Published: 14th October 2019
UK and Norway have swimming in school curriculum, so should India: Experts
Since 1994, swimming and water safety has been a statutory element of the national curriculum for physical education in England while Norway introduced the programme in 2015
Taking inspiration from Norway and United Kingdom, India should consider introducing swimming and water safety training as a mandatory part of their physical education curriculum in schools to reduce drowning deaths and water-related accidents, experts have said.
Since 1994, swimming and water safety has been a statutory element of the national curriculum for physical education in England while Norway introduced the programme in 2015. While there are many private as well as government schools in India with swimming pools, the activity remains optional and is also seen as a leisure skill than being a necessity.
According to WHO statistics, over 3.6 lakh people die due to drowning worldwide and as per the National Crime Records Bureau (NCRB) figures, 80 people drown in India every day. "India accounts for a significant proportion of drowning deaths worldwide with more than a third occurring among children who are less than five years of age. Drowning deaths in this age group have been reported to be three times higher in rural areas than in urban areas and this may be due to the high number of open areas of water in and near rural communities, including ponds, rivers and canals," said Jagnoor Jagnoor from George Institute for Global Health's injury division.
Jagnoor, who was part of a team conducting a drowning mortality survey in India, also proposed the idea of having mandatory swimming lessons in schools at the World Drowning Prevention Conference in Durban last week. "The unprecedented number of drowning incidents is a wake-up call for the Indian government to make a national water safety education program for children an urgent priority. There simply aren't any nationally recognised or mandated programs for children under four and swimming lessons aren't mandatory. The entire responsibility lies on parents and carers to ensure children are safe around water. But the reality is that for many families, swimming lessons are not accessible due to cost or locality," she said.
The Central Board of Secondary Education (CBSE) in India had last year mandated having a sports period in schools daily where students could opt for different sports as per their choice. While swimming is among the available options at schools with required infrastructure, it is not mandatory and does not pertain to water safety.
"Around 80 per cent of people drown due to lack of swimming skills. That is why now swimming ability and water competency are a mandatory part of Norway's school curriculum and are implemented from class 1 until 10th grade. The levels remain different but it is the schools' obligation to teach them not only to swim but also how to behave in a water environment," Claire Ann Alfonso, President of Norwegian Life Saving Society said.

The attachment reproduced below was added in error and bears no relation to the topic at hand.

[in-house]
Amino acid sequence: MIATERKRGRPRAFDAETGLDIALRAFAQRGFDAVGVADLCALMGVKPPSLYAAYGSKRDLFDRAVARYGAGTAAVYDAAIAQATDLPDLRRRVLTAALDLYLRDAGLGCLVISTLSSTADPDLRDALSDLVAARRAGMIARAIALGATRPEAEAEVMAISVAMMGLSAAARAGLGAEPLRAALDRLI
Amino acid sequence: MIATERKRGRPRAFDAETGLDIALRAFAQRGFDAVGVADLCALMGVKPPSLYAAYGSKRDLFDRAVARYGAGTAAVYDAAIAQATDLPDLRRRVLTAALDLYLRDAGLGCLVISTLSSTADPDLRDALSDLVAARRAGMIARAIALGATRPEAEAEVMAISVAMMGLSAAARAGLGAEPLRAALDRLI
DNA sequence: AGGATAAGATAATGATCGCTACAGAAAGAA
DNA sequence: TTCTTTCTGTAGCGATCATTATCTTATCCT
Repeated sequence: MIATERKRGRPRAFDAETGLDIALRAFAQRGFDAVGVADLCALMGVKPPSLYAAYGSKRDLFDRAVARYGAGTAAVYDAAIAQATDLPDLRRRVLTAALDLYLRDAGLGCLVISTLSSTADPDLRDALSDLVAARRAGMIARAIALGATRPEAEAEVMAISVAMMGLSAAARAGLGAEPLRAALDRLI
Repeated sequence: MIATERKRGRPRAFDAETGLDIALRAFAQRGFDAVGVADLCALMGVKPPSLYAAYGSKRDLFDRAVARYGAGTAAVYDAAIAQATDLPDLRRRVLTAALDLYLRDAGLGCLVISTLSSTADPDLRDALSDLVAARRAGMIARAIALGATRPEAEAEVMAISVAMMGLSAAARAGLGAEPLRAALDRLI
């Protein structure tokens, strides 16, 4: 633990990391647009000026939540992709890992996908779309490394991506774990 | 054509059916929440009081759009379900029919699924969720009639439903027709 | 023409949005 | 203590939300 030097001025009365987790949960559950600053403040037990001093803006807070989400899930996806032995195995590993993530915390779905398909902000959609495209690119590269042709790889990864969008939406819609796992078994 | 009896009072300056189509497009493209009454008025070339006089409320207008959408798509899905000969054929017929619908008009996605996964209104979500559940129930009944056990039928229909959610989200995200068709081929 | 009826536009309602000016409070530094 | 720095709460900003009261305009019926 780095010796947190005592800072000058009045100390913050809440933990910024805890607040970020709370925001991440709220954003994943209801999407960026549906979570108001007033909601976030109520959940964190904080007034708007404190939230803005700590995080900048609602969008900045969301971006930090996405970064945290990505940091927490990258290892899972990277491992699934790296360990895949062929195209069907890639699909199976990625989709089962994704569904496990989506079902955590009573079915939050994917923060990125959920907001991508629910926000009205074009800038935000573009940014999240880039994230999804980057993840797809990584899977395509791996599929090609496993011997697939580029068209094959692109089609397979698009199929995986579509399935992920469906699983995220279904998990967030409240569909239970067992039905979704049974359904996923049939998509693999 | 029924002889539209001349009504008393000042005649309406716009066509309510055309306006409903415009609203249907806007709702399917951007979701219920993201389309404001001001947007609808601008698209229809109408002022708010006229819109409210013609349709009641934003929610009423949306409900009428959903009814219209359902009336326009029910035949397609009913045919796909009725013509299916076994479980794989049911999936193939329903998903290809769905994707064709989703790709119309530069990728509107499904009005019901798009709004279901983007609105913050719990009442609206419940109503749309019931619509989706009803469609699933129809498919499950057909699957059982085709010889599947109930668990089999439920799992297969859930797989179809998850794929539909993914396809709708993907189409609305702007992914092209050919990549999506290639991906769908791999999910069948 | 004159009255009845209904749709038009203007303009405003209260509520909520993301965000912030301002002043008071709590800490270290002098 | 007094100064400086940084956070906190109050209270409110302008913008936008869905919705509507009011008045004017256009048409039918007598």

Alfonso, who was a member of the curriculum drafting committee when swimming was introduced as a mandatory part, said, "We believe that more countries should adopt the practice and it should become a global phenomenon. Countries like India, where floods are a frequent thing in some parts of the country, training children in water safety becomes even more important."
There are certain private academies offering these lessons for children in India and some volunteer organisations rooting for the cause. The Rashtriya Life Saving Society (RLSS), India, had recently launched a "Swim N Survive Pilot Project" in Kerala as a water safety initiative to increase the skills of children in order to prevent drowning and increase participation in safe aquatic activity.
"Inability to swim is a major setback among children and absence of infrastructures such as clean swimming pools and a structured training programme to cater to the numbers is the biggest challenge in reversing the trend," according to Rear Admiral Purushottam Dutt Sharma, President of RLSS.
The programme includes teaching of survival swimming skills including being able to roll into deep water and surface with the head above water, keeping the head above water for 30 to 90 seconds and swimming in a controlled manner for 10 to 50 metres.
"Survival swimming, which covers the necessary actions to help ensure people can survive an unexpected fall into deep water, is a vital skill both for leisure swimmers and those who live, work and travel on water. As drowning is one of the most frequent reasons for death among individuals around the world, learning swimming can prevent this to a great extent. If you are a good swimmer, you can even offer a helping hand in case you see a person getting drowned at some point in your life. Even if a kid doesn't prefer to learn competitive swimming, learning this sport just to survive water accidents can be a saviour," Sharma said.